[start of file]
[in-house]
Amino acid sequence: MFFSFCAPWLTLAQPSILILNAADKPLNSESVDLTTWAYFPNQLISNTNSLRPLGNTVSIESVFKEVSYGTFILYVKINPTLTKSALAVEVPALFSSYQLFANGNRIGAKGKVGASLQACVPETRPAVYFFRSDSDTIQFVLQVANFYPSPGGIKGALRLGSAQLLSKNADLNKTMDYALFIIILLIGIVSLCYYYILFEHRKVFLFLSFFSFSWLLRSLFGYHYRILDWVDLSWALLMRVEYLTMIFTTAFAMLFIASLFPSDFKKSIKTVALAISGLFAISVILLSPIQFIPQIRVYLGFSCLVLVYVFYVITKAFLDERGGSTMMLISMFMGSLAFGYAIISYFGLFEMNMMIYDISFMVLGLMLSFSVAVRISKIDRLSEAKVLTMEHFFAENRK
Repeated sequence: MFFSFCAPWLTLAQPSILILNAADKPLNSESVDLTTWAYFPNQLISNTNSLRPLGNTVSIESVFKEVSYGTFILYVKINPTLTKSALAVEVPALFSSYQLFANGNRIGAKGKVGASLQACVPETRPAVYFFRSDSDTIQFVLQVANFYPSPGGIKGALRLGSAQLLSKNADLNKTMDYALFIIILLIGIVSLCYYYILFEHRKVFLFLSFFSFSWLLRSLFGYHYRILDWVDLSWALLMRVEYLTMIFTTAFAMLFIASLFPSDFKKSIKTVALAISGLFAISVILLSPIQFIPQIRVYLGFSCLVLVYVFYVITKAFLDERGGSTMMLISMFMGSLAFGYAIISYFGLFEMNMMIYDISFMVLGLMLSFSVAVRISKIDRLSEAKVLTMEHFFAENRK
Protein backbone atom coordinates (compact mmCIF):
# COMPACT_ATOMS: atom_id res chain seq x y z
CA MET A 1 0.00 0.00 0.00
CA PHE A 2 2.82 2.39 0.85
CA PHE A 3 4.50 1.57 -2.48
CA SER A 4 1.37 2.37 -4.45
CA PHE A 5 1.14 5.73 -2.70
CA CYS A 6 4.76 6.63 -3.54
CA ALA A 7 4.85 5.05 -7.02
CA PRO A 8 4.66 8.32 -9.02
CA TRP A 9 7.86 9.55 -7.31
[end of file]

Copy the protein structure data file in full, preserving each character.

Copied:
[in-house]
Amino acid sequence: MFFSFCAPWLTLAQPSILILNAADKPLNSESVDLTTWAYFPNQLISNTNSLRPLGNTVSIESVFKEVSYGTFILYVKINPTLTKSALAVEVPALFSSYQLFANGNRIGAKGKVGASLQACVPETRPAVYFFRSDSDTIQFVLQVANFYPSPGGIKGALRLGSAQLLSKNADLNKTMDYALFIIILLIGIVSLCYYYILFEHRKVFLFLSFFSFSWLLRSLFGYHYRILDWVDLSWALLMRVEYLTMIFTTAFAMLFIASLFPSDFKKSIKTVALAISGLFAISVILLSPIQFIPQIRVYLGFSCLVLVYVFYVITKAFLDERGGSTMMLISMFMGSLAFGYAIISYFGLFEMNMMIYDISFMVLGLMLSFSVAVRISKIDRLSEAKVLTMEHFFAENRK
Repeated sequence: MFFSFCAPWLTLAQPSILILNAADKPLNSESVDLTTWAYFPNQLISNTNSLRPLGNTVSIESVFKEVSYGTFILYVKINPTLTKSALAVEVPALFSSYQLFANGNRIGAKGKVGASLQACVPETRPAVYFFRSDSDTIQFVLQVANFYPSPGGIKGALRLGSAQLLSKNADLNKTMDYALFIIILLIGIVSLCYYYILFEHRKVFLFLSFFSFSWLLRSLFGYHYRILDWVDLSWALLMRVEYLTMIFTTAFAMLFIASLFPSDFKKSIKTVALAISGLFAISVILLSPIQFIPQIRVYLGFSCLVLVYVFYVITKAFLDERGGSTMMLISMFMGSLAFGYAIISYFGLFEMNMMIYDISFMVLGLMLSFSVAVRISKIDRLSEAKVLTMEHFFAENRK
Protein backbone atom coordinates (compact mmCIF):
# COMPACT_ATOMS: atom_id res chain seq x y z
CA MET A 1 0.00 0.00 0.00
CA PHE A 2 2.82 2.39 0.85
CA PHE A 3 4.50 1.57 -2.48
CA SER A 4 1.37 2.37 -4.45
CA PHE A 5 1.14 5.73 -2.70
CA CYS A 6 4.76 6.63 -3.54
CA ALA A 7 4.85 5.05 -7.02
CA PRO A 8 4.66 8.32 -9.02
CA TRP A 9 7.86 9.55 -7.31